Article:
Police in Orlando, Florida say a college massacre was narrowly averted Monday morning at the University of Central Florida.
"It could have been a very bad day for everyone here," University Police Chief Richard Beary said. "Let's just face it: One shooting is bad enough. Multiples is unthinkable."
The Miami Herald said Central Florida, the university in Orlando is second-largest in the nation, with 61,000 students.
A student who had withdrawn from classes but was still living in a dormitory, had collected weapons and improvised explosives said Beary.
His plan apparently was to set off a fire alarm and gun down students in the hallway as they left their rooms. However, his roommate saw him with a gun, hid in a bathroom, and called 911.
Firefighters and police, alerted by the call, rushed to the campus. They found 30-year-old business major James Oliver Seevakumaran dead in his room in Tower 1 of an apparent self-inflicted wound.
Writings found in his room showed "there was a planned attack,” said Beary.
The student had no record of conflict with authorities and there were no indications found immediately of why he wanted to kill people, including teachers.
An assault weapon, a tactical .22 rifle, handmade explosives and a handgun were found. The rifle had a magazine capable of holding 28 bullets. Beary said the guns were a High Point 45-caliber semi-automatic pistol an American Tech 22-magnum tactical rifle, the Orlando Sentinel reported. Beary said the rifle could been smuggled into the form in a gym bag. Firearms are not allowed on campus. the Orlando Sentinel reported.
The aborted attack came as the U.S. Senate was considering a ban on assault rifle. Reports from Washington said the ban was going to be dropped. Perhaps if the Orlando asssault had transpired the bill would have been passed.
The state of Colorado, where both the Columbine and Aurora theater shootings occurred, passed several gun safety bills last week, including one limiting magazines to 15 bullets. Gov., a Democrat, was planning to sign the bills Wednesday.
It is not clear yet whether the U.S. Senate bill pass, and its fate in the Republican-controlled House is even less certain.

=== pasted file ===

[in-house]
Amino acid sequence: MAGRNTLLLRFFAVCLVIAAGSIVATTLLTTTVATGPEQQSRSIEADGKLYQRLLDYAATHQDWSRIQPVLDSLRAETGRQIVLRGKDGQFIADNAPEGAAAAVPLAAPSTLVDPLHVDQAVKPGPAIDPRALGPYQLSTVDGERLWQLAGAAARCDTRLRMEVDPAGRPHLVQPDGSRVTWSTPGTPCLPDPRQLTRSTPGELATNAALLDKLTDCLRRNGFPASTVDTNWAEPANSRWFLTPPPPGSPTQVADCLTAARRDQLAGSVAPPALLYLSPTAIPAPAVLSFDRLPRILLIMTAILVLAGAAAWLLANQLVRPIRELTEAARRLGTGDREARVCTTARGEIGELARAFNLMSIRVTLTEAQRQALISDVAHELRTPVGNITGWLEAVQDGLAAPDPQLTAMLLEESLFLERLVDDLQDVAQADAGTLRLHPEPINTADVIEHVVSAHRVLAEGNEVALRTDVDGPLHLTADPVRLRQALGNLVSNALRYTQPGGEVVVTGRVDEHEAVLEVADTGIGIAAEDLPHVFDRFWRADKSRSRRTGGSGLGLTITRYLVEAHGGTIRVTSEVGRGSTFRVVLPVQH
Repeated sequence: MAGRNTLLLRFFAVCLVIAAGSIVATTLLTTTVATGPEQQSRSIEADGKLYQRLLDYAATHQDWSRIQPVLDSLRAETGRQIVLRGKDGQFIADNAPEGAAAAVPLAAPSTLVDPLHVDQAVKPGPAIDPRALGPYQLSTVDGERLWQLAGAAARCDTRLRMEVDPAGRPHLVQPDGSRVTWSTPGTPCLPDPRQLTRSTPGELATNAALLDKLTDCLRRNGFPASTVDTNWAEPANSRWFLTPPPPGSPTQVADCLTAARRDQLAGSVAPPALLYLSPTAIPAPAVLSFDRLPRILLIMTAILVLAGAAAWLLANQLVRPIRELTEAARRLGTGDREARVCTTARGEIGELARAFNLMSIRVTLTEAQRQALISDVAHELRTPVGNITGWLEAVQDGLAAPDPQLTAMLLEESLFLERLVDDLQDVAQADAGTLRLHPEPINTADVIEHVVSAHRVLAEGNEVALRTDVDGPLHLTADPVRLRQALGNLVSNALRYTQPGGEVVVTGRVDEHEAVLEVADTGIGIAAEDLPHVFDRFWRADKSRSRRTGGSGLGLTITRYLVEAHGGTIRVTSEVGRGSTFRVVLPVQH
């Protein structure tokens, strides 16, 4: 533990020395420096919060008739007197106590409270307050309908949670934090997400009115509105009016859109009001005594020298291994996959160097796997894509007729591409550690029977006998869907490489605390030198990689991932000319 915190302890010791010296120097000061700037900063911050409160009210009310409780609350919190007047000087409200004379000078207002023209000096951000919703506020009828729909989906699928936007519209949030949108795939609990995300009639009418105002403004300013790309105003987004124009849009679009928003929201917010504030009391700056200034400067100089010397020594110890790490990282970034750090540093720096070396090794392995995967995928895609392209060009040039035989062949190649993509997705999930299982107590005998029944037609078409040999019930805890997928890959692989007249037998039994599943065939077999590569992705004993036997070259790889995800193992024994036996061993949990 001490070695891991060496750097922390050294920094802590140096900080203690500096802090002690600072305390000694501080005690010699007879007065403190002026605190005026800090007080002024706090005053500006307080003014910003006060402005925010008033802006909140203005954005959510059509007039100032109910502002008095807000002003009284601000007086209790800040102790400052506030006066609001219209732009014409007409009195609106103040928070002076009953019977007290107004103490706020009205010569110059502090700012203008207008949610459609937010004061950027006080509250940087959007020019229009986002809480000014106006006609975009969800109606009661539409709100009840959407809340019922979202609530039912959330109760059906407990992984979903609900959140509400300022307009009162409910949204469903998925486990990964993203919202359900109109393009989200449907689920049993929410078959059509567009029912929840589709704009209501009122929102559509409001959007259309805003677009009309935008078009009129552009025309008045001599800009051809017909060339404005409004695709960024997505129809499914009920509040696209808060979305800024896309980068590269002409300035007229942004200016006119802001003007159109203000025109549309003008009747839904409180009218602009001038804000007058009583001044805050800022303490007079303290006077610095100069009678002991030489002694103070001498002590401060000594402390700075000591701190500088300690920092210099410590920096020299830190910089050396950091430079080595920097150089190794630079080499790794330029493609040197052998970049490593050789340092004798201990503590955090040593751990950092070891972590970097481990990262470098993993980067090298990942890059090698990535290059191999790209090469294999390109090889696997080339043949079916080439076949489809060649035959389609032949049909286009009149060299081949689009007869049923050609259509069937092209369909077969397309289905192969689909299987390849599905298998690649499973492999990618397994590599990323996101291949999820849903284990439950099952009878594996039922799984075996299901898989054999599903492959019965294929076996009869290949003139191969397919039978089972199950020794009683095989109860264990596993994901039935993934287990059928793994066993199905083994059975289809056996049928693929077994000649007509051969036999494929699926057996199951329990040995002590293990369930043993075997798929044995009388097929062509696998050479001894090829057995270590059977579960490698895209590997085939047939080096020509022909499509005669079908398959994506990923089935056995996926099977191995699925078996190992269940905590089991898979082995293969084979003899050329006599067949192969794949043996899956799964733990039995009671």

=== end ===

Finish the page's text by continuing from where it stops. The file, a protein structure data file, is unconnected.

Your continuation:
In Orlando, may events and activites were shut down, at least temporarily.
Wikipedia says: The Virginia Tech massacre was a school shooting that took place on April 16, 2007, on the campus of Virginia Polytechnic Institute and State University in Blacksburg, Virginia, United States. Seung-Hui Cho, a senior at Virginia Tech, shot and killed 32 people and wounded 17 others in two separate attacks, approximately two hours apart, before committing suicide (another six people were injured escaping from classroom windows). The massacre is the deadliest shooting incident by a single gunman in U.S. history. There are no records of Seevakumaran seeking UCF counseling or going to psychological services, according to Heston. Police said they believe no one else was involved in the plan, as Seevakumaran was described by his roommate as a "loner."
CBS News said Seevakumaran had not sought counseling. CBS said, “According to records, Seevakumaran was arrested in Seminole County in 2004, when he was 21, for serving alcohol to a minor. He reportedly got a pretrial diversion, meaning no conviction on his record. In 2008, he was arrested again for driving with a suspended license, to which he pleaded no contest and had adjudication withheld, meaning no conviction on his record…”
Reuters reported UCF student Laura Vickers posted a Facebook message lamenting the incident. "I am sad to say a UCF Knight took their own life today in Tower 1.” "Despite the ... devices found in the student's room this loss was a tragedy.
"This week I encourage all UCF students to lend a helping hand to a roommate or friend or contact someone you haven't spoken to in awhile. Life is precious and it can end in the blink of an eye."